Posts Tagged compost

Henderson on Hotbeds

Notes based on Gardening for Profit (Chapter 9) by Peter Henderson.

Hotbeds are something we don’t see a lot of, despite their simplicity and usefulness. The idea is that compost generates heat, and seeds need heat to germinate. So why not put seeds directly on the compost pile (the “hot bed”) and coax those little buggers into making their debut a little early in the season? Henderson was doing this in the 1800s, and the logic still applies today:

This is a freshly made hotbed at Singing Pig Farm. It’s about 2 feet tall, 8 feet wide, and 40 feet long. (Disclaimer: I’m terrible at judging dimensions, so give or take about 20 feet on the width and length.) It’s topped with a layer of straw to level the surface and provide additional insulation. Under the straw is a rotting pile of leaves and grass clippings, courtesy of a landscaping company that was happy to get rid of it. The temperature in the pile when it was formed was 105 degrees Fahrenheit. Read the rest of this entry »

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Henderson on Sh—uh, Manures

Notes based on Gardening for Profit (Chapter 7) by Peter Henderson.

Back then when horses did all the work, there was lots of horse manure to be had. So Henderson took advantage of it and really piled it on.

At least six months before applying it, the manure was dumped in a natural depression. If there wasn’t one, they dug one out 18-24″ deep. They put up a 6′ fence around it. The wagons were pulled up next to the fence and fresh manure was tossed in, spread out evenly throughout the depression. Pigs were kept in the enclosure to break things up, and they were fed weeds and unsold vegetables from the field.

  • I wonder how large this manure pit needed to be. I guess it depends on how much manure he needed, which depends on how much land he was preparing (he’d spread 50 to 100 tons per acre).
  • Also, how many pigs? Two? Ten? That’s probably a function of field size and manure quantity, as well.

Henderson was a big fan of horse manure, and not just because it was plentiful. He considered it 1/3 more valuable than that of cattle and pigs, in terms of weight (i.e. 100 lbs of horse manure would work just as well as 130 lbs of cattle or pig manure). He also cites horse manure as being extra beneficial as a pulverizer on stiff soils. Read the rest of this entry »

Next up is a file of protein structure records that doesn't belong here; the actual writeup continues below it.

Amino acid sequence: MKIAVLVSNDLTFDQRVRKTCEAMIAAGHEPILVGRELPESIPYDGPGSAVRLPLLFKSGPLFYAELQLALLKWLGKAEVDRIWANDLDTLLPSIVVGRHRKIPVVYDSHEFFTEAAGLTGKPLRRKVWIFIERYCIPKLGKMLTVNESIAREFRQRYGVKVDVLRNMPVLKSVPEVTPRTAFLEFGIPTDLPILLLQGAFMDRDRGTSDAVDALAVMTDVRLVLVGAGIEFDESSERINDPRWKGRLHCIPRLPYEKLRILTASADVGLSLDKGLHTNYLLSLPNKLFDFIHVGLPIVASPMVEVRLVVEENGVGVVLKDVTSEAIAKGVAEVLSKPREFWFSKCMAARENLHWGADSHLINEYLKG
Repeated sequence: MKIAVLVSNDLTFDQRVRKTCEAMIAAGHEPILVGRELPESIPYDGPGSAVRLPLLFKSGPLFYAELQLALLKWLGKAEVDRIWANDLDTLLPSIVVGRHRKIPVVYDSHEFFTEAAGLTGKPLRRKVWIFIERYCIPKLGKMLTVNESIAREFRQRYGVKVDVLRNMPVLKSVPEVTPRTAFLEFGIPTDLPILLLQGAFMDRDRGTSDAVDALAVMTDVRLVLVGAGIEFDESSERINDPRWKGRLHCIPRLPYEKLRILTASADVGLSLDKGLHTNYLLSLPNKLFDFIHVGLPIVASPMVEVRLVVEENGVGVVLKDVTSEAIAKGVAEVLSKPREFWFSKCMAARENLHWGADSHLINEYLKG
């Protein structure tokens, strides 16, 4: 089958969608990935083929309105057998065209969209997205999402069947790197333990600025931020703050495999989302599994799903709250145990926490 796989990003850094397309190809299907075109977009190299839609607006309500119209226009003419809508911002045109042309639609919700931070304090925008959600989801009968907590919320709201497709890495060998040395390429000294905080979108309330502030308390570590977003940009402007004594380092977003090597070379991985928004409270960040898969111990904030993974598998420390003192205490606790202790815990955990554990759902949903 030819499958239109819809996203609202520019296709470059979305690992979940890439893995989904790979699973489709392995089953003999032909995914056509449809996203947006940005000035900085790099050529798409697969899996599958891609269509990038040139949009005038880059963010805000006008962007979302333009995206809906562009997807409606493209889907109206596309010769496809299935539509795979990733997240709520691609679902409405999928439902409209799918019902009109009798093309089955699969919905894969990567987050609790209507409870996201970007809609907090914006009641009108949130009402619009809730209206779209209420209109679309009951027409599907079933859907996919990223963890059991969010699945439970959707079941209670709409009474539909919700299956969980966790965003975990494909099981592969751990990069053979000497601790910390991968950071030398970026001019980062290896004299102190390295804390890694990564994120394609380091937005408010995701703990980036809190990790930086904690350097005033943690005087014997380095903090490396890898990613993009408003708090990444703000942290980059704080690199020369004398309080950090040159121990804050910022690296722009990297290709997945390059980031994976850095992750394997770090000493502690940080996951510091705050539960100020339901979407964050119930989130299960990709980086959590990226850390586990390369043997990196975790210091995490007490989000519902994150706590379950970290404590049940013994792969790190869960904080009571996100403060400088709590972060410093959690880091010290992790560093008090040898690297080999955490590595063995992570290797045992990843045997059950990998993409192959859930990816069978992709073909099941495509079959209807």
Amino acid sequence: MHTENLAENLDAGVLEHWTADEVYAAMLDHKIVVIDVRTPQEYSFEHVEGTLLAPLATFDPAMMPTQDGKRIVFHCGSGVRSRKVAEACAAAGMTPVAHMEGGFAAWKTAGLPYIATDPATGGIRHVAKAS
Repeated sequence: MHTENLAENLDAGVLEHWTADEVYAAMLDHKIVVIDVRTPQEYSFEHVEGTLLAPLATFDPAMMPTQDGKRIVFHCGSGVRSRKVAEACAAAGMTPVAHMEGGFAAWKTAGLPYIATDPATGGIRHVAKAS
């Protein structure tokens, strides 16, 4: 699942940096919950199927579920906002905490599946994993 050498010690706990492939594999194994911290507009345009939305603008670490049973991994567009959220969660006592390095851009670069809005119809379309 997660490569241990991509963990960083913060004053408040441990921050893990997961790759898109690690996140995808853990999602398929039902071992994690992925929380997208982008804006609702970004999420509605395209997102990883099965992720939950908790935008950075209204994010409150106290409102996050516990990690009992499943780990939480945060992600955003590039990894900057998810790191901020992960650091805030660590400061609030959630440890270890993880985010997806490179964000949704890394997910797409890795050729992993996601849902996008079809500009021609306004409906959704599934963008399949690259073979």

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Old knowledge on new paper

OK, back to business. My plan had been to borrow a copy of The Biological Farmer by Gary Zimmer from the local university library. I’d been told it’s an excellent primer, and I’ve been looking for a source to provide me with a balanced context so I don’t get lost in the details. But before I could get my hands on a library copy, my schedule went to hell and now my “inside source” at the university has graduated. So then I was going to actually buy a copy, but tonight I came across another highly recommended book that’s available through the soil and health library nurtured by Steve Solomon (bless his heart). The book is Gardening for Profit by Peter Henderson and–get this–it was written and published in 1867! For a book to still be relevant and helpful over 200 years later [edit: 100 years later–math class, anyone?]…this I’ve got to read.

That library, by the way, it’s dangerous. There are so many goodies in there that I could easily blow a month’s paycheck in one sitting–I was so tempted to print out at least five books at once, but I practiced moderation and decided to print only one title, Gardening for Profit, at my local Fedex Kinko’s for $16. You can upload the PDF to their website and complete your order so that all you have to do is pick it up when it’s ready. I had my copy bound nicely so that it lasts a long, long time. I also paid the voluntary $15 to become a lifetime member of the soil and health library. Small price to pay for such a goldmine of knowledge!